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Lords of Appeal in Ordinary, commonly known as Law Lords, were judges appointed under the Appellate Jurisdiction Act 1876 to the British House of Lords, as a committee for the house, to exercise its judicial functions, which included acting as the highest court of appeal for most domestic matters. The House of Lords lost its judicial functions upon the establishment of the Supreme Court of the United Kingdom in October 2009.Lords of Appeal in Ordinary then in office automatically became Justices of the Supreme Court of the United Kingdom, and those Supreme Court justices who had seats in the House of Lords lost their right to speak and vote there until after their retirement as justices of the new court.
The House of Lords historically had jurisdiction to hear appeals from the lower courts. Theoretically, the appeals were to the King (or Queen) in Parliament, but the House of Commons did not participate in judicial matters. The House of Lords did not necessarily include judges, but it was formerly attended by several judges who gave their opinions when the Lords desired. They did not, however, have the power to vote in the House.
In 1856, to permit legally qualified members to exercise the House's appellate functions without allowing their heirs to swell the size of the House, Sir James Parke, a judge, was created a life peer. The House of Lords refused to admit him, so he had to take his seat as a hereditary peer.
In 1873 William Ewart Gladstone's government passed the Judicature Act, which reorganised the court system and abolished the appellate jurisdiction of the House of Lords in respect of English appeals. In February 1874, before the Act came into force, Gladstone's Liberal Government fell. The Conservative Benjamin Disraeli became Prime Minister. In 1874 and 1875 Acts were passed delaying the coming into force of the Judicature Act 1873. The Appellate Jurisdiction Act 1876 repealed the provisions rescinding the jurisdiction of the House of Lords. Additionally, the Act provided for the appointment of two persons to be Lords of Appeal in Ordinary, who were to sit in the House of Lords under the dignity of baron. Originally, though they held the rank of baron for life, they served in Parliament only while holding judicial office. In 1889, however, an Act was passed allowing Lords of Appeal to continue to sit and vote in Parliament even after retirement from office.
To be appointed a Lord of Appeal in Ordinary under the 1876 Act, a person was required to have been a practising barrister for a period of fifteen years or to have held a high judicial office—as Lord Chancellor (before 2005) or judge of the Court of Appeal, High Court or Court of Session—for a period of two years. Lords of Appeal in Ordinary were required to retire from judicial office at 70 or 75 years of age, though as barons they continued to serve as members of the House of Lords in its legislative capacity for life.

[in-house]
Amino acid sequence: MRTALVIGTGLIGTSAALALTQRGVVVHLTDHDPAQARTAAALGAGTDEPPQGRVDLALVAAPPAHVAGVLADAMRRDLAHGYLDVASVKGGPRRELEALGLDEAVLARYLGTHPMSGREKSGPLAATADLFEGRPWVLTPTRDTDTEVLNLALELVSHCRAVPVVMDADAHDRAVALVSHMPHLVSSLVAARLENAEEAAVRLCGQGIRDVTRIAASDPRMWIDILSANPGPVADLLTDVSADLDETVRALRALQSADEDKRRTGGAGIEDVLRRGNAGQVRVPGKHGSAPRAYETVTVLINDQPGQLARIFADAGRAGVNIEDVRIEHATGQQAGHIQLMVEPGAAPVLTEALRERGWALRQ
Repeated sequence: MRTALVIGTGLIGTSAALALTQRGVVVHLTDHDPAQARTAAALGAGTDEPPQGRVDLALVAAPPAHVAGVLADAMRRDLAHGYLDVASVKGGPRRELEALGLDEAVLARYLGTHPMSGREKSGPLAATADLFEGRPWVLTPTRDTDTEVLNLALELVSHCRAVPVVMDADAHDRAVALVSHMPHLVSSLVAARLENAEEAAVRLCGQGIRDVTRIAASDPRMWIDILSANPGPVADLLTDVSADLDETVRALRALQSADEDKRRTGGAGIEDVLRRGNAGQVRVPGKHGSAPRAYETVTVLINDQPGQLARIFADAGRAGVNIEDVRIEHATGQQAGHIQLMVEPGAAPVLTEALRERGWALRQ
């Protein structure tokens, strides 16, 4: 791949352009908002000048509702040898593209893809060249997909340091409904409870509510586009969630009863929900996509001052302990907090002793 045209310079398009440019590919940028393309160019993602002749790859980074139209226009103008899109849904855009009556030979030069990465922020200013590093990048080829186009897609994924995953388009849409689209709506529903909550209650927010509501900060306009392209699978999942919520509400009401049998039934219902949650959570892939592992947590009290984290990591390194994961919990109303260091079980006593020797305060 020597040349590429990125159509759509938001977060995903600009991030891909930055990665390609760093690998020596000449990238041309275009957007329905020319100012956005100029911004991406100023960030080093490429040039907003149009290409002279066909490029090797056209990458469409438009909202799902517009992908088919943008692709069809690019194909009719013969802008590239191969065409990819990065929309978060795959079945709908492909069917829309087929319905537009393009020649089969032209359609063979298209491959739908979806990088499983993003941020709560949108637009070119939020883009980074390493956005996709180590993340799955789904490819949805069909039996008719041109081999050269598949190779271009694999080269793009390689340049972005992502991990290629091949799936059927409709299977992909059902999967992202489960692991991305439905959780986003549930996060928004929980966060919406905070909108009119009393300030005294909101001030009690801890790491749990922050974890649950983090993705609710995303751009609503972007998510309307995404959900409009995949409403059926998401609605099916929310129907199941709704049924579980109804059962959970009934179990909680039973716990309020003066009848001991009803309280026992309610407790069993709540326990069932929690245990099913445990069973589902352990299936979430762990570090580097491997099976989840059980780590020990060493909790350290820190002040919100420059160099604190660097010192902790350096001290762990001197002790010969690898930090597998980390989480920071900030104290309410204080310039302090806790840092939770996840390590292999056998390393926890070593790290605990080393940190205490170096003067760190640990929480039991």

The statutory retirement age for Lords of Appeal in Ordinary depended on when they were first appointed to judicial office: for those who first became a judge before 31 March 1995, the retirement age is 75 years of age; for those appointed on or after that date, retirement was at 70 years of age (though they were permitted to continue sitting in a part-time capacity as a "Lord of Appeal" until the age of 75 years).There have been recent suggestions that the retirement age for the United Kingdom's most senior judges should revert to 75 years of age.
The Appellate Jurisdiction Act 1876 originally provided for the appointment of two Lords of Appeal in Ordinary, who would continue to serve while holding judicial office, though in 1887, they were permitted to continue to sit in the House of Lords for life, with the style and dignity of baron. The number of Lords of Appeal in Ordinary was increased incrementally over the years—to three in 1882, to four in 1891, to six in 1913, to seven in 1919, to nine in 1947, to eleven in 1968 and to twelve in 1994. The Administration of Justice Act 1968 allowed the Sovereign to make a Statutory Instrument, if each House of Parliament passed a resolution approving a draft of the same, increasing the maximum number of Lords of Appeal in Ordinary.
Only Lords of Appeal in Ordinary received salaries: in 2004, the salary for the Senior Lord of Appeal in Ordinary was £185,705, and for other Lords of Appeal in Ordinary it was £179,431.
In exercising the judicial functions of the House of Lords, Lords of Appeal in Ordinary were sometimes joined by other Lords of Appeal. Lords of Appeal included holders or former holders of high judicial office who were members of the House of Lords, but not by virtue of the Appellate Jurisdiction Act (e.g. life peers under the Life Peerages Act 1958). The Lords of Appeal continue to hold the style for life.